“Peering” and net neutrality may sound dull, but the future of your entertainment is at stake (and so are some rather more important things). Most people don’t think much about how content is delivered to their computer or TV screen via a device like Apple TV or a Roku box. Normally, you click a link or enter a Web address into your browser, and the requested content usually appears almost instantly. Sometimes you get a perpetual “spinning circle of doom” or the dreaded hourglass, indicating that you may experience delays in receiving the content you requested. Or occasionally you get an error page instead of reaching the webpage you were trying to visit. If you use Netflix, you’re probably familiar with the galling screen that says there’s a network problem.

Pakistan sheltered Bin Laden? Prove it.

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Editor's note: Peter Bergen is CNN's national security analyst, a director at the New America Foundation and the author of "Manhunt: The Ten-Year Search for bin Laden -- From 9/11 to Abbottabad."

(CNN) -- The New York Times magazine is running a bombshell story alleging that the Pakistanis knew all along that Osama bin Laden was living for years in his longtime hiding place in the northern Pakistan city of Abbottabad, where he was killed by a U.S. Navy SEAL team on May 2, 2011.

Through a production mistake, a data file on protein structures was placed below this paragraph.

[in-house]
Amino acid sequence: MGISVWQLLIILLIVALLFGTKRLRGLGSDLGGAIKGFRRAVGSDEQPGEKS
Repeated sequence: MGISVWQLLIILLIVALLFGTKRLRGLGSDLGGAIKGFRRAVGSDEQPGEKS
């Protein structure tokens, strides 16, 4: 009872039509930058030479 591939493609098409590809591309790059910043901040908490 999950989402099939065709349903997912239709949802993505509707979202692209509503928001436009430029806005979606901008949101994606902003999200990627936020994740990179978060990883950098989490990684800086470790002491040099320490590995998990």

The Times story, titled "What Pakistan Knew About bin Laden," will carry weight: It was written by Carlotta Gall, the dean of the correspondents who have covered Afghanistan and Pakistan since that fateful day in 2001, when al Qaeda's four hijacked planes crashed through America's comfortable sense that vast oceans insulated it from its enemies.

At great personal risk Gall has authoritatively covered the war in Afghanistan for the past 12 years. Indeed, I first met her during the civil war in Afghanistan during the mid-1990s when she was an aid worker, and I have met her many times since. I encouraged her (along with, I'm sure, many others) to write a book about her reporting in Afghanistan, as no Western reporter has more to say about what has transpired there since the fall of the Taliban.

The bin Laden story in the New York Times magazine is an extract from Gall's forthcoming book, "The Wrong Enemy: America in Afghanistan, 2001-2014."

Gall makes two astonishing claims in her Times magazine piece.

Growing Up & Out: The Past Two Weeks in Education Policy

flickr / Renato Ganoza

The state of the American education system, long a subject of dread for many policymakers, has been in and out of the news. When it comes to how best to mend the cracks and pave the way for change, however, there are a range of opinions. In between President Obama’s efforts towards reigning in for-profit colleges, alterations to statewide standardized testing, and other movements towards change, it’s been a busy two weeks. The standouts from New Americans: